Republicans Shun New Laws Amid Border Crisis, Trump Advocates Direct Action

Republicans find themselves torn between the urgency to pass conservative border legislation, as advocated by many Senate GOP colleagues, and the political interests of former President Donald Trump, who sees the border crisis as advantageous for his 2024 campaign.

Increasingly, their stance revolves around a common refrain: new laws are unnecessary.

“We don’t really even need new laws,” remarked Trump on Monday, reiterating on Wednesday, “CLOSE THE SOUTHERN BORDER, NO BILL NECESSARY!!!”

“President Biden falsely claimed yesterday he needs Congress to pass a new law to allow him to close the southern border,” stated House Speaker Mike Johnson (R-La.).

Similarly, Sen. Ted Cruz (R-Tex.) emphasized, “We don’t need a border bill,” while South Dakota Gov. Kristi L. Noem (R) insisted, “We don’t need new laws — we just need a president who enforces the laws we already have.”

Sen. Marco Rubio (R-Fla.) echoed this sentiment, stating, “We don’t need a new law to secure the border; this crisis would end instantly if Biden just fully reinstated the Trump policies.”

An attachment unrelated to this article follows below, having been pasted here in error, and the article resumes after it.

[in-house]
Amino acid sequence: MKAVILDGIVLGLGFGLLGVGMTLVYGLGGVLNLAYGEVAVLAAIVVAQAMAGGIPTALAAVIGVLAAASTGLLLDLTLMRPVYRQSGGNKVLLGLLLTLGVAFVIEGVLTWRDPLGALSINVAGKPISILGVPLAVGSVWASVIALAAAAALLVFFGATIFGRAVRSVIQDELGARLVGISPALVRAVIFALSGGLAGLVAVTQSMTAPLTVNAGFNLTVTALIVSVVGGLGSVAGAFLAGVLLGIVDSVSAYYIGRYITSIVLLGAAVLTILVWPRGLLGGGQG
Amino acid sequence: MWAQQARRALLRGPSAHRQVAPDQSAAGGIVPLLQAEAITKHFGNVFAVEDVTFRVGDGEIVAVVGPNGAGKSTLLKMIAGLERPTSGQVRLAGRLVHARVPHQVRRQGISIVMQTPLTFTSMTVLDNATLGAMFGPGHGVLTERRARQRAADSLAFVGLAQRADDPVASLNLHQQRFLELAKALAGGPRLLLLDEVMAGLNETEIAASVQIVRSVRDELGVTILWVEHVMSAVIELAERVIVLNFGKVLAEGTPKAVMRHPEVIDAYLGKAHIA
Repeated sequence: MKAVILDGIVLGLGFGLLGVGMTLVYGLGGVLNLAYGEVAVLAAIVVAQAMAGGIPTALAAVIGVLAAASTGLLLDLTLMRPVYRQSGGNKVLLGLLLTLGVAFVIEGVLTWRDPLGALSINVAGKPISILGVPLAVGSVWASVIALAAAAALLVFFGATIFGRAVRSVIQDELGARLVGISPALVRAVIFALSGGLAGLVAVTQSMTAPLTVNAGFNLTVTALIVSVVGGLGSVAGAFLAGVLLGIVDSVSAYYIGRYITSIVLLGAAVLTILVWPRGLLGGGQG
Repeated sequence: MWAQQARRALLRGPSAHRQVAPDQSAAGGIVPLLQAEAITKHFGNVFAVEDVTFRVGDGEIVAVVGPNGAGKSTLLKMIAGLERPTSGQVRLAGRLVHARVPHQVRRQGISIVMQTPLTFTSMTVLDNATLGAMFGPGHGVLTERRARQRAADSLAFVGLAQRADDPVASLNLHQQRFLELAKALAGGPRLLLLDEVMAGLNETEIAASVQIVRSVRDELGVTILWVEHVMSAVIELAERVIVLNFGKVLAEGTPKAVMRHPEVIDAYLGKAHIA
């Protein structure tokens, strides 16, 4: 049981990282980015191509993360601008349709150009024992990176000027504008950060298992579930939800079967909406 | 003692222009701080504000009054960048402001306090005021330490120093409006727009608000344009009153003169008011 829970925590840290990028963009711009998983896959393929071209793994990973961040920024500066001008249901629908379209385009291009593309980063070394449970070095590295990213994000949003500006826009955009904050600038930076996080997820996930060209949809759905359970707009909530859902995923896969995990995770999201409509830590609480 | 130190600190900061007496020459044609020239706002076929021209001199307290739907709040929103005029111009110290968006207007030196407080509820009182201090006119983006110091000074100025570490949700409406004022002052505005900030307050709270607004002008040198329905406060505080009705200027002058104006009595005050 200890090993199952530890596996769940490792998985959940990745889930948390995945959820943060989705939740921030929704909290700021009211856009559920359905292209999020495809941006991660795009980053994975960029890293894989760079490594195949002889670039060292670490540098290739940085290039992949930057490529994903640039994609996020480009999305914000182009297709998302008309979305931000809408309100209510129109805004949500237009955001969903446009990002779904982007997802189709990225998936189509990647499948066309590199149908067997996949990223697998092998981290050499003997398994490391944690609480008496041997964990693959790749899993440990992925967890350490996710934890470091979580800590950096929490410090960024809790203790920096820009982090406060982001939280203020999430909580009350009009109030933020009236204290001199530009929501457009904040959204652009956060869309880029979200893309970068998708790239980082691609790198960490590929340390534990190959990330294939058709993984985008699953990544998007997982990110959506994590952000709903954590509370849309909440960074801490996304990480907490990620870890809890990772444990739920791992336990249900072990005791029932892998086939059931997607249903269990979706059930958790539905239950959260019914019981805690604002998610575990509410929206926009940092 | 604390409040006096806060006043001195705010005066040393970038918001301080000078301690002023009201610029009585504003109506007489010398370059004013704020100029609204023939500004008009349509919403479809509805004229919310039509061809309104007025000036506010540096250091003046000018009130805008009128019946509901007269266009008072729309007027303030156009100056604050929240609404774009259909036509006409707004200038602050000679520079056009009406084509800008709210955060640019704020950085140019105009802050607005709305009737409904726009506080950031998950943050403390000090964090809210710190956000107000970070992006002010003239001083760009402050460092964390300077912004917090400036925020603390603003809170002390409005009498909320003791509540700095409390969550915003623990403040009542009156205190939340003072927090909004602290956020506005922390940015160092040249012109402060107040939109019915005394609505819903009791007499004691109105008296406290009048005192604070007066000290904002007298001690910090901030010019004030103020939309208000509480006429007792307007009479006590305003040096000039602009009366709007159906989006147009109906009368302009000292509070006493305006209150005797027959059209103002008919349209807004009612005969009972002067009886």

Agreeing, Sen. Rick Scott (R-Fla.) emphasized, “We don’t need a new bill; we need something to get Biden to enforce the law.”

Rep. Troy E. Nehls (R-Tex.) concurred, stating, “The idea that you need Congress to do something to secure the southern border is just all horse manure.”

This assertion marks a departure from previous Republican viewpoints. Many Republicans previously acknowledged the need for legislation to address border challenges, even during Trump’s presidency.

Sen. Cruz, elaborating, noted that a bill wasn’t necessary today due to “the lowest rate of illegal immigration in 45 years under Donald Trump.” However, in 2019, Cruz advocated for legislative action, citing a border “crisis.”

Trump, too, emphasized the necessity of legislation in 2018 and 2019, stressing that congressional action was crucial to address the border situation, including changes to asylum laws.

The shift in perspective among Republicans underscores the evolving dynamics surrounding the border crisis and the varying approaches to addressing it, reflecting changing political landscapes and priorities over time.